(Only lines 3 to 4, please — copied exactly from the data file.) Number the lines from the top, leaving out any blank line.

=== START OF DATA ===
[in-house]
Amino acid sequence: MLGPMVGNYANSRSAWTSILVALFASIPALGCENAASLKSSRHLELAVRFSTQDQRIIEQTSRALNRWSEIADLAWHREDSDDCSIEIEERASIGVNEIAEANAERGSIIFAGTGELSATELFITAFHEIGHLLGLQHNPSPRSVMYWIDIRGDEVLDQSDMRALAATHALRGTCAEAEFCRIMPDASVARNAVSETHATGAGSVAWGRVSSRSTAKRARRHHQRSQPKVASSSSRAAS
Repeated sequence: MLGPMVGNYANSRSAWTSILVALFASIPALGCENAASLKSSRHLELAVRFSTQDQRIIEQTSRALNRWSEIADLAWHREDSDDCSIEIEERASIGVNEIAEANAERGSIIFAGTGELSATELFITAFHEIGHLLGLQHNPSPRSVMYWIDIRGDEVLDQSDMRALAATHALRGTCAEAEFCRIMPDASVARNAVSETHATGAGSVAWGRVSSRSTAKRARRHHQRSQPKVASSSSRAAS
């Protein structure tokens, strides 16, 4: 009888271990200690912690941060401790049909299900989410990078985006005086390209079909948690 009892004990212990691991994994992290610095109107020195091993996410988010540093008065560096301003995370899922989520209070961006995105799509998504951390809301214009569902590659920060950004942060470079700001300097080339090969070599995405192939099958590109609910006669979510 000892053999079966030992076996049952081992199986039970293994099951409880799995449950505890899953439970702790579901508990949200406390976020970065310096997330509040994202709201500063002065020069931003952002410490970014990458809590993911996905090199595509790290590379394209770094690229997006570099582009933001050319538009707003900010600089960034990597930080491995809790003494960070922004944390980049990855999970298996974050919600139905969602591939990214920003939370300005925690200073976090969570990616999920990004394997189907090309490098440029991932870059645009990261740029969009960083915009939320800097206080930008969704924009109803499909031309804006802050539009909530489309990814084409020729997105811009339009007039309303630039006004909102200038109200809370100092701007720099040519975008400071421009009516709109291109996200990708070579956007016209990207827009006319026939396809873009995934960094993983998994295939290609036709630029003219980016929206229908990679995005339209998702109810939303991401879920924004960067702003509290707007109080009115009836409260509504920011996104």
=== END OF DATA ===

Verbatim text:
Repeated sequence: MLGPMVGNYANSRSAWTSILVALFASIPALGCENAASLKSSRHLELAVRFSTQDQRIIEQTSRALNRWSEIADLAWHREDSDDCSIEIEERASIGVNEIAEANAERGSIIFAGTGELSATELFITAFHEIGHLLGLQHNPSPRSVMYWIDIRGDEVLDQSDMRALAATHALRGTCAEAEFCRIMPDASVARNAVSETHATGAGSVAWGRVSSRSTAKRARRHHQRSQPKVASSSSRAAS
């Protein structure tokens, strides 16, 4: 009888271990200690912690941060401790049909299900989410990078985006005086390209079909948690 009892004990212990691991994994992290610095109107020195091993996410988010540093008065560096301003995370899922989520209070961006995105799509998504951390809301214009569902590659920060950004942060470079700001300097080339090969070599995405192939099958590109609910006669979510 000892053999079966030992076996049952081992199986039970293994099951409880799995449950505890899953439970702790579901508990949200406390976020970065310096997330509040994202709201500063002065020069931003952002410490970014990458809590993911996905090199595509790290590379394209770094690229997006570099582009933001050319538009707003900010600089960034990597930080491995809790003494960070922004944390980049990855999970298996974050919600139905969602591939990214920003939370300005925690200073976090969570990616999920990004394997189907090309490098440029991932870059645009990261740029969009960083915009939320800097206080930008969704924009109803499909031309804006802050539009909530489309990814084409020729997105811009339009007039309303630039006004909102200038109200809370100092701007720099040519975008400071421009009516709109291109996200990708070579956007016209990207827009006319026939396809873009995934960094993983998994295939290609036709630029003219980016929206229908990679995005339209998702109810939303991401879920924004960067702003509290707007109080009115009836409260509504920011996104």